Posts tagged ‘Fathers’

Because I Am Furniture by Thalia Chaltas (pub. 4/09)

furnitureBecause I am Furninture is simply written in poetry/prose, in a stream of consciousness style.  Although it is not text-dense, the story of Anke, a freshman in high school and the relationships between her family and friends resonates loudly.  Anke is trapped in a family with an extremely abusive father and although the abuse is discussed in the text it is never graphically described in detail; but then it doesn’t need to be because Chaltas’ well chosen words suggest the pain of this family’s horrible secret.

This book is not however, a tale of victims.  Anke  speaks of her home life and school life and the juxtaposition of the two.  Basically, she is a ‘normal teen age girl’ experiencing all of the normal pangs of growing up,  except for the secret of abuse.  Anke is actually almost jealous of her older brother Darren and sister Yaicha, the main targets of her father’s abuse, because at least he acknowledges their existence, albeit in twisted ways.  Anke feels like nothing more than a piece of furniture in her own home, very often flying under the radar with little recognition from either of her parents.

As she develops into a young woman in this story, she finds her own voice and strength and finally stops her father.  She is no longer afraid of what her siblings and mother will think of her or whether they blame her for the loss.  She takes a stance and the secret comes out and the healing process begins and she realizes that her voice is exactly what her family needed.  At last she is more than just furniture in her own home.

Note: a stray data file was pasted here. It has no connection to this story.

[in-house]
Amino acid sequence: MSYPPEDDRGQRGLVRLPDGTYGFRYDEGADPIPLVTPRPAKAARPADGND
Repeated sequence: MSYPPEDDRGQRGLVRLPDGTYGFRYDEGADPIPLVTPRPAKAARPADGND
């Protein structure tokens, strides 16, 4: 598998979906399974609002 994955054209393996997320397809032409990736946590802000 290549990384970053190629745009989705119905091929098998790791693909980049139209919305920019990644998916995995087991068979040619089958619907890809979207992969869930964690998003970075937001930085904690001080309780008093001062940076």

Highly recommended for grades 7-12.  Ellen McTyre, Mamaroneck Library.

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February 9, 2009 at 3:00 pm Leave a comment

Jerk California by Jonathan Friesen

Although this book feels a bit scattered and slightly confusing in the very beginning, bouncing around in time periods of the protagonists life, it quickly falls into a nice groove as you are invited into the life of an 18 year old boy with Tourrette’s syndrome living in a “middle of nowhere” kind of country town. Sam has always blamed his problems on his Tourrette’s and, in turn, on his father who died wrecklessly, abandoning him and his mother when he was 2 years old and passing to him this “freak” disease. However, as the book progresses we learn along with Sam that everything that his “new father” has told him about his “real father” is a lie – and we can only see just how bad this “new father” is as Sam discovers this for himself. Sam’s emotional journey is prodded along by a carefully planned road trip mapped out by a very good friend of his “real father” that he ends up taking with a mesmorizingly beautiful girl with problems of her own. This is a very well written book about self discovery that feels a little bit more complex and dense than your average YA book. I would recommend this mostly to high schoolers, but it is certainly not inappropriate for advanced 7th or 8th grade readers.
(Review by Amy Kaplan)

October 3, 2008 at 4:15 pm Leave a comment


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